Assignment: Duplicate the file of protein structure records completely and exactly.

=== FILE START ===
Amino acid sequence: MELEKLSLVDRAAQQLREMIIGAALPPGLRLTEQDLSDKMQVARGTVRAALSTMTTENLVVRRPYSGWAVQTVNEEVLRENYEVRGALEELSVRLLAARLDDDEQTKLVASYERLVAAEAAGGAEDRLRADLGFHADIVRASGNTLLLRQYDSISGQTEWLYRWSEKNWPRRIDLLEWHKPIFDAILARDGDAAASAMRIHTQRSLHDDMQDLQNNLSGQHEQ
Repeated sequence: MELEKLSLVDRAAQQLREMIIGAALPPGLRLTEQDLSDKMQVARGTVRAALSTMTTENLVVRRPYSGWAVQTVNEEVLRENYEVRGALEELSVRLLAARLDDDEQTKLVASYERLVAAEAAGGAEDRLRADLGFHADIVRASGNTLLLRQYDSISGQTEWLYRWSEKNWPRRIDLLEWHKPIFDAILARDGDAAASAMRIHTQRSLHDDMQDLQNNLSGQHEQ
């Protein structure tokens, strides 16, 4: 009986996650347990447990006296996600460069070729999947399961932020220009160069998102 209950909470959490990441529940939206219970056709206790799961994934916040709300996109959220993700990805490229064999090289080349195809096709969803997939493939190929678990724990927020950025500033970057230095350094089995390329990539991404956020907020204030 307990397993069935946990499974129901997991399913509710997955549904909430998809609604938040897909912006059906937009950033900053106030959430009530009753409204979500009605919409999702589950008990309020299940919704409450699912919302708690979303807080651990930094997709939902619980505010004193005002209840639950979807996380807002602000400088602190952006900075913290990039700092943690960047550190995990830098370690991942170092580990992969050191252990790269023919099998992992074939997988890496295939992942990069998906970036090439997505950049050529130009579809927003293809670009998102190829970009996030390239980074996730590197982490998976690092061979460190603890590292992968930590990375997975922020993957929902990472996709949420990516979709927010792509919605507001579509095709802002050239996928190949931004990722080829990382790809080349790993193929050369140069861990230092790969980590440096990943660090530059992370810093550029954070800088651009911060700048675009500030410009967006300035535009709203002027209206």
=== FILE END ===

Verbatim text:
Amino acid sequence: MELEKLSLVDRAAQQLREMIIGAALPPGLRLTEQDLSDKMQVARGTVRAALSTMTTENLVVRRPYSGWAVQTVNEEVLRENYEVRGALEELSVRLLAARLDDDEQTKLVASYERLVAAEAAGGAEDRLRADLGFHADIVRASGNTLLLRQYDSISGQTEWLYRWSEKNWPRRIDLLEWHKPIFDAILARDGDAAASAMRIHTQRSLHDDMQDLQNNLSGQHEQ
Repeated sequence: MELEKLSLVDRAAQQLREMIIGAALPPGLRLTEQDLSDKMQVARGTVRAALSTMTTENLVVRRPYSGWAVQTVNEEVLRENYEVRGALEELSVRLLAARLDDDEQTKLVASYERLVAAEAAGGAEDRLRADLGFHADIVRASGNTLLLRQYDSISGQTEWLYRWSEKNWPRRIDLLEWHKPIFDAILARDGDAAASAMRIHTQRSLHDDMQDLQNNLSGQHEQ
């Protein structure tokens, strides 16, 4: 009986996650347990447990006296996600460069070729999947399961932020220009160069998102 209950909470959490990441529940939206219970056709206790799961994934916040709300996109959220993700990805490229064999090289080349195809096709969803997939493939190929678990724990927020950025500033970057230095350094089995390329990539991404956020907020204030 307990397993069935946990499974129901997991399913509710997955549904909430998809609604938040897909912006059906937009950033900053106030959430009530009753409204979500009605919409999702589950008990309020299940919704409450699912919302708690979303807080651990930094997709939902619980505010004193005002209840639950979807996380807002602000400088602190952006900075913290990039700092943690960047550190995990830098370690991942170092580990992969050191252990790269023919099998992992074939997988890496295939992942990069998906970036090439997505950049050529130009579809927003293809670009998102190829970009996030390239980074996730590197982490998976690092061979460190603890590292992968930590990375997975922020993957929902990472996709949420990516979709927010792509919605507001579509095709802002050239996928190949931004990722080829990382790809080349790993193929050369140069861990230092790969980590440096990943660090530059992370810093550029954070800088651009911060700048675009500030410009967006300035535009709203002027209206």